> I don't completely agree with the concerns others have raised about
> cheating. One of the wonderful aspects of computer-based evaluation is
> the ability to randomize questions: not just the numbers within
> questions, but the questions themselves. For years, I've given my
> Modern Algebra classes randomized tests where each student has a
> different test: if two students get together, it's likely that they'd
> have 1 or 2 common questions (out of 5, say) but no more.
>
> So imagine a worksheet that generates its own questions via one or
> more hidden, auto-executing procedures. All possible questions could
> be embedded in the code, but not all possible questions would be
> displayed, only the questions for a particular student.
>
> regards
> john perry

I'm not sure this is possible without having this visible to the
students via edit.  On the other hand, one could create a randomly
generated worksheet using LaTeX and tex2sws, since SageTeX has access
to Sage's random number facilities...

- kcrisman

PS Yes, Rob, that means I was able to get tex2sws to work on Mac,
actually quite easily.   Unfortunately, since Dan D. is constantly
updating SageTeX, I'm pretty sure that the one I have in my TeX distro
can't handle your more exotic examples (\begin{sageexample}?), and I
can never get the new SageTeX class file to find the right place to
live :(
Re: computerised exams? john_perry_usm 1/20/11 6:38 AM
> > So imagine a worksheet that generates its own questions via one or
> > more hidden, auto-executing procedures. All possible questions could
> > be embedded in the code, but not all possible questions would be
> > displayed, only the questions for a particular student.
> ...
> I'm not sure this is possible without having this visible to the
> students via edit.

I don't see this as a problem: even though all questions are visible
to the determined, (a) not all students have the same questions, and
(b) the solutions are hopefully not part of the questions, nor the
source to generate them.

I guess it depends on the sort of questions one wants to ask.

regards
john perry
Re: computerised exams? Rob Beezer 1/20/11 10:41 AM
On Jan 20, 6:07 am, john_perry_usm <john.pe...@usm.edu> wrote:
> I don't completely agree with the concerns others have raised about
> cheating. One of the wonderful aspects of computer-based evaluation is
> the ability to randomize questions: not just the numbers within
> questions, but the questions themselves.

There is relatively new code for creating random matrices with nice
properties, which I have been meaning to advertise here anyway.  I've
thought of it as being useful for generating practice problems, but it
had not dawned on me that it could be useful for generating random
test questions.

There is now an 'algorithm' keyword to the random_matrix() constructor
that takes values like 'echelonizable', 'unimodular' and 'subspaces',
along with a 'rank' keyword.  The results are generally integer-entry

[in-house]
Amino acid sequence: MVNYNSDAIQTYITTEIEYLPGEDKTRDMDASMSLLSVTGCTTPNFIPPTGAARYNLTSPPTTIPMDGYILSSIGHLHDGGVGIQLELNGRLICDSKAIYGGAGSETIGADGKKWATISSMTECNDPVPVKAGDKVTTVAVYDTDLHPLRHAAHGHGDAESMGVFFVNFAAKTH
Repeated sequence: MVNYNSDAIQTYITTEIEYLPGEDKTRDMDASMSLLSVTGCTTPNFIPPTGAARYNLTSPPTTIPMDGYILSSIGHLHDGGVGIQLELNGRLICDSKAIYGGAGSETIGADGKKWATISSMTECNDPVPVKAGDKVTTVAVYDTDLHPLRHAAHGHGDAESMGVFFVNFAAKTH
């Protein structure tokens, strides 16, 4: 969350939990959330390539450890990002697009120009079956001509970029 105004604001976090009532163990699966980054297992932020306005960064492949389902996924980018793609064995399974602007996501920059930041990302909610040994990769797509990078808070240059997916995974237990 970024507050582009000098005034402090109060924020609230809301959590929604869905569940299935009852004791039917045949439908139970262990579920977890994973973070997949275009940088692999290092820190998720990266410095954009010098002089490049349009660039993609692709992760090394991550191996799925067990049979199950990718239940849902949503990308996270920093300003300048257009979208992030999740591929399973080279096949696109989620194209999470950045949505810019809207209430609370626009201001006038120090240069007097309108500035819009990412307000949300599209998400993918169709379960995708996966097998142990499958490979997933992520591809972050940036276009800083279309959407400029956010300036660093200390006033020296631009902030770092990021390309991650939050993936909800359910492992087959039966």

matrices where relevant computations by hand (rref, kernel, column
space, inverse) never devolve into too many gruesome fractions.  This
was a summer project by a student of mine, Billy Wonderly, and it had
about the right complexity (mathematics and Sage) to fill a summer
nicely.

Maybe there would be other arenas (calculus, stats) where some code
generating random "typical" problems would be useful?  And they might
also make for nice summer projects?

Rob
Re: computerised exams? Rob Beezer 1/20/11 10:57 AM
On Jan 20, 6:23 am, kcrisman <kcris...@gmail.com> wrote:
> PS Yes, Rob, that means I was able to get tex2sws to work on Mac,
> actually quite easily.   Unfortunately, since Dan D. is constantly
> updating SageTeX, I'm pretty sure that the one I have in my TeX distro
> can't handle your more exotic examples (\begin{sageexample}?), and I
> can never get the new SageTeX class file to find the right place to
> live :(

Very good!

Given my bleeding-edge dependency on SageTeX, I now put the whole,
latest, most-current SageTeX package into my personal texmf tree,
ignoring the version distributed with Sage.  But now I need to get
the  sagetex.py piece of Sage to match up.

Note there are about six copies of  sagetex.py  floating around.  Some
(most?) are a proof-of-concept idea to convert a worksheet to
(la)tex.  I would guess they are obsolete given the sws2tex project?
Maybe they could be excised?

Anyway, here is a hint of how to get the current  sagetex.py  into the
right place in Sage, hopefully the pieces are basically self-
explanatory.  I think Dan is going to add a short explanation of this
to some portion of the SageTeX docs.

~/texmf/tex/latex/sagetex-20101119-r112$  $SAGE_ROOT/sage -python
setup.py install

Any problems converting  \begin{sageexample}\end{sageexample} to a
worksheet are on my end, not Dan's.  I'm making this work with a quick-
and-dirty hack that I just have not cleaned-up yet and is therefore
not public, but which I will send to you off-list right now.

Now you can see where I am: latest version of SageTeX w/ Sage hacked
to match, hacked version of conversion software, heavily-patched Sage
to include in-progress linear algebra patches, heavily-patched version
of textbook with new Sage content.  It is a small wonder anything
useful at all comes out of all this.  ;-)

Rob